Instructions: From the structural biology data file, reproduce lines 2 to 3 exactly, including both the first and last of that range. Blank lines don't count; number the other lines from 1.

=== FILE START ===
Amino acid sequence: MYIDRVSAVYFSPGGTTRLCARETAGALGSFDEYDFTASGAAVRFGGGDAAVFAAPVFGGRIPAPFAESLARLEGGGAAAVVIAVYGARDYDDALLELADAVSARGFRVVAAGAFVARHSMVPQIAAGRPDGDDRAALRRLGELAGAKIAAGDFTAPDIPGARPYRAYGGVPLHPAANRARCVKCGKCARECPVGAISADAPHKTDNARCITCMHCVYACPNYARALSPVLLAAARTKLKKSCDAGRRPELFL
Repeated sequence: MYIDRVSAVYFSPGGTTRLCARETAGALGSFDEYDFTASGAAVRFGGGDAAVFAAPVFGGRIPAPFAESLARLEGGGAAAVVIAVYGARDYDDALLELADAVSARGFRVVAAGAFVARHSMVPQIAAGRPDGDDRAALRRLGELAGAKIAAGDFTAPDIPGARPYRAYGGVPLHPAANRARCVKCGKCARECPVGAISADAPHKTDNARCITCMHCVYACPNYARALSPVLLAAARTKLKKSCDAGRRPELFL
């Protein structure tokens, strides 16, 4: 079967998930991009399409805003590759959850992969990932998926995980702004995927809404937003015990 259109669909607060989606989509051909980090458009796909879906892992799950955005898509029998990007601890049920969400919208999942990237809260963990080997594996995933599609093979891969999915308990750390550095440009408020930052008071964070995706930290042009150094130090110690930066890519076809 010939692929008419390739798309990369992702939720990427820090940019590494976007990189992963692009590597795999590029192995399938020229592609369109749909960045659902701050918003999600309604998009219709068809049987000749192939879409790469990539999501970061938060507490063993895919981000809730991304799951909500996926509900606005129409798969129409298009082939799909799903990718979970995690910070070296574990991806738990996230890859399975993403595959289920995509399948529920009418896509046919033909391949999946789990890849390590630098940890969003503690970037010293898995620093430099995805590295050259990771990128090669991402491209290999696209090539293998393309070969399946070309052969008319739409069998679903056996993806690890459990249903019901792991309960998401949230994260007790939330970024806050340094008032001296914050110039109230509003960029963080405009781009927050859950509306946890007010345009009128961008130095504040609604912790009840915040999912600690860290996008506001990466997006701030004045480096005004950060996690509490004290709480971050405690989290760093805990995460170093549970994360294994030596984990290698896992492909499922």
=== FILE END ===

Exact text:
Repeated sequence: MYIDRVSAVYFSPGGTTRLCARETAGALGSFDEYDFTASGAAVRFGGGDAAVFAAPVFGGRIPAPFAESLARLEGGGAAAVVIAVYGARDYDDALLELADAVSARGFRVVAAGAFVARHSMVPQIAAGRPDGDDRAALRRLGELAGAKIAAGDFTAPDIPGARPYRAYGGVPLHPAANRARCVKCGKCARECPVGAISADAPHKTDNARCITCMHCVYACPNYARALSPVLLAAARTKLKKSCDAGRRPELFL
């Protein structure tokens, strides 16, 4: 079967998930991009399409805003590759959850992969990932998926995980702004995927809404937003015990 259109669909607060989606989509051909980090458009796909879906892992799950955005898509029998990007601890049920969400919208999942990237809260963990080997594996995933599609093979891969999915308990750390550095440009408020930052008071964070995706930290042009150094130090110690930066890519076809 010939692929008419390739798309990369992702939720990427820090940019590494976007990189992963692009590597795999590029192995399938020229592609369109749909960045659902701050918003999600309604998009219709068809049987000749192939879409790469990539999501970061938060507490063993895919981000809730991304799951909500996926509900606005129409798969129409298009082939799909799903990718979970995690910070070296574990991806738990996230890859399975993403595959289920995509399948529920009418896509046919033909391949999946789990890849390590630098940890969003503690970037010293898995620093430099995805590295050259990771990128090669991402491209290999696209090539293998393309070969399946070309052969008319739409069998679903056996993806690890459990249903019901792991309960998401949230994260007790939330970024806050340094008032001296914050110039109230509003960029963080405009781009927050859950509306946890007010345009009128961008130095504040609604912790009840915040999912600690860290996008506001990466997006701030004045480096005004950060996690509490004290709480971050405690989290760093805990995460170093549970994360294994030596984990290698896992492909499922």